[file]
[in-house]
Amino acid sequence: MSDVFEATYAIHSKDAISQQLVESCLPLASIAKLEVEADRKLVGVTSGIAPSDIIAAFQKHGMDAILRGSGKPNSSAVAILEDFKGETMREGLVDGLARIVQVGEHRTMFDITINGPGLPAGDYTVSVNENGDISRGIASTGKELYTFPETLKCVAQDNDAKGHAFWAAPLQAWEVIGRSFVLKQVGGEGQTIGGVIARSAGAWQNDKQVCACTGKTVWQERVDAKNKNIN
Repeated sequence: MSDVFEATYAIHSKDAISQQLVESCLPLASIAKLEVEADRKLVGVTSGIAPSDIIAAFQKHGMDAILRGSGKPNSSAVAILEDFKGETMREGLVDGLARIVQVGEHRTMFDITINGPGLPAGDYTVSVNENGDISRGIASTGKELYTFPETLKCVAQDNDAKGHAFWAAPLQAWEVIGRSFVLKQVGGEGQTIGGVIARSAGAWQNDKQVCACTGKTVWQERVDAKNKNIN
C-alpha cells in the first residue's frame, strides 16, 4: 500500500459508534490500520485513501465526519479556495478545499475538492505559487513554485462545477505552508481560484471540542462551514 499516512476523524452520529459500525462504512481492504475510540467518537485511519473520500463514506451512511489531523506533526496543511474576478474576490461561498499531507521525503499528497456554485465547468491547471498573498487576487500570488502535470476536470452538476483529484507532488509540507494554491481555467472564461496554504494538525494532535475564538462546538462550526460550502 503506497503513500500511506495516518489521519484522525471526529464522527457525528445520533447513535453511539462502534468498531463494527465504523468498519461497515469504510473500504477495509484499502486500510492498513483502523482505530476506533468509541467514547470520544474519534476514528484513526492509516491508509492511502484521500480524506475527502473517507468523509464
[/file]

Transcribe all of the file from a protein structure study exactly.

[in-house]
Amino acid sequence: MSDVFEATYAIHSKDAISQQLVESCLPLASIAKLEVEADRKLVGVTSGIAPSDIIAAFQKHGMDAILRGSGKPNSSAVAILEDFKGETMREGLVDGLARIVQVGEHRTMFDITINGPGLPAGDYTVSVNENGDISRGIASTGKELYTFPETLKCVAQDNDAKGHAFWAAPLQAWEVIGRSFVLKQVGGEGQTIGGVIARSAGAWQNDKQVCACTGKTVWQERVDAKNKNIN
Repeated sequence: MSDVFEATYAIHSKDAISQQLVESCLPLASIAKLEVEADRKLVGVTSGIAPSDIIAAFQKHGMDAILRGSGKPNSSAVAILEDFKGETMREGLVDGLARIVQVGEHRTMFDITINGPGLPAGDYTVSVNENGDISRGIASTGKELYTFPETLKCVAQDNDAKGHAFWAAPLQAWEVIGRSFVLKQVGGEGQTIGGVIARSAGAWQNDKQVCACTGKTVWQERVDAKNKNIN
C-alpha cells in the first residue's frame, strides 16, 4: 500500500459508534490500520485513501465526519479556495478545499475538492505559487513554485462545477505552508481560484471540542462551514 499516512476523524452520529459500525462504512481492504475510540467518537485511519473520500463514506451512511489531523506533526496543511474576478474576490461561498499531507521525503499528497456554485465547468491547471498573498487576487500570488502535470476536470452538476483529484507532488509540507494554491481555467472564461496554504494538525494532535475564538462546538462550526460550502 503506497503513500500511506495516518489521519484522525471526529464522527457525528445520533447513535453511539462502534468498531463494527465504523468498519461497515469504510473500504477495509484499502486500510492498513483502523482505530476506533468509541467514547470520544474519534476514528484513526492509516491508509492511502484521500480524506475527502473517507468523509464